Public Involvement and Dispute Resolution Courses in Natural Resources Schools
Abstract:In a survey of SAF-accredited natural resources schools, 36 of 40 educators said natural resource professionals need more training in public involvement and dispute resolution, and 96 percent of respondents said such training was important" or "essential." Despite budgetary and staff constraints, the number of SAF-accredited schools offering specific courses in these topics has grown dramatically, from a reported three in 1992 to 15 in 1997. At most schools, these topics also have been incorporated into already-required courses on policy, planning, and management. The authors describe a model course in public involvement and conflict resolution and list resources for educators.
Document Type: Journal Article
Affiliations: Director, Bolle Center for People and Forests, School of Forestry, University of Montana, Missoula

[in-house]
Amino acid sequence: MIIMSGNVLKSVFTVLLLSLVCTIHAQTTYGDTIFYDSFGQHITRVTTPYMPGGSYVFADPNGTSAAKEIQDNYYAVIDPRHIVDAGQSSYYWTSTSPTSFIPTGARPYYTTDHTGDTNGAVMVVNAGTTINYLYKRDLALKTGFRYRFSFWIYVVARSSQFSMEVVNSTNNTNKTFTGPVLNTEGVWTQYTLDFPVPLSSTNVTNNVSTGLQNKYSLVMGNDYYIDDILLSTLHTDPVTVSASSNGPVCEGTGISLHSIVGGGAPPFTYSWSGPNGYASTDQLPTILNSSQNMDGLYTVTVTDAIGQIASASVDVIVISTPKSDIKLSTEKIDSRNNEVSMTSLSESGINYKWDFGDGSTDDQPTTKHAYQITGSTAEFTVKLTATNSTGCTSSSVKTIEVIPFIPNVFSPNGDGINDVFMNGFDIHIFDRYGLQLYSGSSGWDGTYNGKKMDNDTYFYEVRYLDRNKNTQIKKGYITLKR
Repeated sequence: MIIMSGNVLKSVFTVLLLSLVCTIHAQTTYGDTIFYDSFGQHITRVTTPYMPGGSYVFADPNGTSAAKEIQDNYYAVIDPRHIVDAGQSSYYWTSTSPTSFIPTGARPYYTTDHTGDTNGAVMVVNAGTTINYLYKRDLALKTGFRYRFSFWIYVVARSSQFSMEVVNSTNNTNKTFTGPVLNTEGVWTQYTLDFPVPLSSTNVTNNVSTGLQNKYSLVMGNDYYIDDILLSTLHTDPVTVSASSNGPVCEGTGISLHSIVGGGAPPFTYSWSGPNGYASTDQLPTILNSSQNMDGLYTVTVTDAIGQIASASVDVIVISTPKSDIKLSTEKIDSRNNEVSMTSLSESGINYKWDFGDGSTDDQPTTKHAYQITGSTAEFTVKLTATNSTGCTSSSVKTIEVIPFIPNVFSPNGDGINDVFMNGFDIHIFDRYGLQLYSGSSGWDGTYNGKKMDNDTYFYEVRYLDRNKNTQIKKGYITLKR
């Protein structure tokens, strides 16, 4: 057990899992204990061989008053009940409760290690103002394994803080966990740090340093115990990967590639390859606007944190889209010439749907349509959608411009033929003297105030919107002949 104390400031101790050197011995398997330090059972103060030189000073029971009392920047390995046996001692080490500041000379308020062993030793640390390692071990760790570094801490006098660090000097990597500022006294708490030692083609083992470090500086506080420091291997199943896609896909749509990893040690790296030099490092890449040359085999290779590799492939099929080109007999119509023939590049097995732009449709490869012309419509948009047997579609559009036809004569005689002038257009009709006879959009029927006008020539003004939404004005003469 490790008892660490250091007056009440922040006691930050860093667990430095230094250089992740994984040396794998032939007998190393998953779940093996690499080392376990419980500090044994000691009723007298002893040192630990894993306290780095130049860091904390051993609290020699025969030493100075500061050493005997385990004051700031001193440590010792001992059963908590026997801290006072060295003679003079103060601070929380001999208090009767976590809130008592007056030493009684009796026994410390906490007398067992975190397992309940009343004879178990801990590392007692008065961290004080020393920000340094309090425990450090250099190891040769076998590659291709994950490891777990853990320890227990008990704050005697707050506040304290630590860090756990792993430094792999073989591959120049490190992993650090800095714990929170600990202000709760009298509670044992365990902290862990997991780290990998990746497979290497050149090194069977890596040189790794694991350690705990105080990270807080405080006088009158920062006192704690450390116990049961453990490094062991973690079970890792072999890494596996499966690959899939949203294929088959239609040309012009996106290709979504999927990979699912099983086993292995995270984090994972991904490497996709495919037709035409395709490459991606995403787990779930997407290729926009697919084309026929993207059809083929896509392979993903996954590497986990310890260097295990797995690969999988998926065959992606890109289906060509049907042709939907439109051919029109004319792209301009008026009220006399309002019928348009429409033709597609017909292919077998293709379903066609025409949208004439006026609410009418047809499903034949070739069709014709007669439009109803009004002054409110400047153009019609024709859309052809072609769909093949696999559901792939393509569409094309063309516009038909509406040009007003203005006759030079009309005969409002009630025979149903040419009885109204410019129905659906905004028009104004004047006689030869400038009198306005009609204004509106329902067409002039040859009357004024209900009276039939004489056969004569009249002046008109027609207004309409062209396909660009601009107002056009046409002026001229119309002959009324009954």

Publication date: September 1, 1999
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- The Journal of Forestry is the most widely circulated scholarly forestry journal in the world. In print since 1902, the Journal has received several national awards for excellence. The mission of the Journal of Forestry is to advance the profession of forestry by keeping forest management professionals informed about significant developments and ideas in the many facets of forestry: economics, education and communication, entomology and pathology, fire, forest ecology, geospatial technologies, history, international forestry, measurements, policy, recreation, silviculture, social sciences, soils and hydrology, urban and community forestry, utilization and engineering, and wildlife management. The Journal is published bimonthly: January, March, May, July, September, and November.
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